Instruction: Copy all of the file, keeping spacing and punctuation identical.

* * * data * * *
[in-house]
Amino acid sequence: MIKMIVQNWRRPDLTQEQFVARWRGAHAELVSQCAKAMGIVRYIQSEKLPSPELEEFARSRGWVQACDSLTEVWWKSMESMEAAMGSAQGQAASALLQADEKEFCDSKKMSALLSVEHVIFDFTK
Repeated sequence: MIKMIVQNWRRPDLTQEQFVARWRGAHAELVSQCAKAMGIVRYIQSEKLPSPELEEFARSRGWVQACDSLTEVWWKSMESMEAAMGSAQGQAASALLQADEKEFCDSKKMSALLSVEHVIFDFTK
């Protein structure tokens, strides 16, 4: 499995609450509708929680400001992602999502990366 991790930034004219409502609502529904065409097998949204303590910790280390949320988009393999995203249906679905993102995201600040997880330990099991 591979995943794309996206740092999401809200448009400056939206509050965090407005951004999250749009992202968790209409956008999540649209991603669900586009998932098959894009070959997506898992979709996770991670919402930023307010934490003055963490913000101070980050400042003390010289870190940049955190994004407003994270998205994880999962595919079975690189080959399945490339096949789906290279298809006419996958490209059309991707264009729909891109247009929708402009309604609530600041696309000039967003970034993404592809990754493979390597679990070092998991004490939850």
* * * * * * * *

[in-house]
Amino acid sequence: MIKMIVQNWRRPDLTQEQFVARWRGAHAELVSQCAKAMGIVRYIQSEKLPSPELEEFARSRGWVQACDSLTEVWWKSMESMEAAMGSAQGQAASALLQADEKEFCDSKKMSALLSVEHVIFDFTK
Repeated sequence: MIKMIVQNWRRPDLTQEQFVARWRGAHAELVSQCAKAMGIVRYIQSEKLPSPELEEFARSRGWVQACDSLTEVWWKSMESMEAAMGSAQGQAASALLQADEKEFCDSKKMSALLSVEHVIFDFTK
């Protein structure tokens, strides 16, 4: 499995609450509708929680400001992602999502990366 991790930034004219409502609502529904065409097998949204303590910790280390949320988009393999995203249906679905993102995201600040997880330990099991 591979995943794309996206740092999401809200448009400056939206509050965090407005951004999250749009992202968790209409956008999540649209991603669900586009998932098959894009070959997506898992979709996770991670919402930023307010934490003055963490913000101070980050400042003390010289870190940049955190994004407003994270998205994880999962595919079975690189080959399945490339096949789906290279298809006419996958490209059309991707264009729909891109247009929708402009309604609530600041696309000039967003970034993404592809990754493979390597679990070092998991004490939850």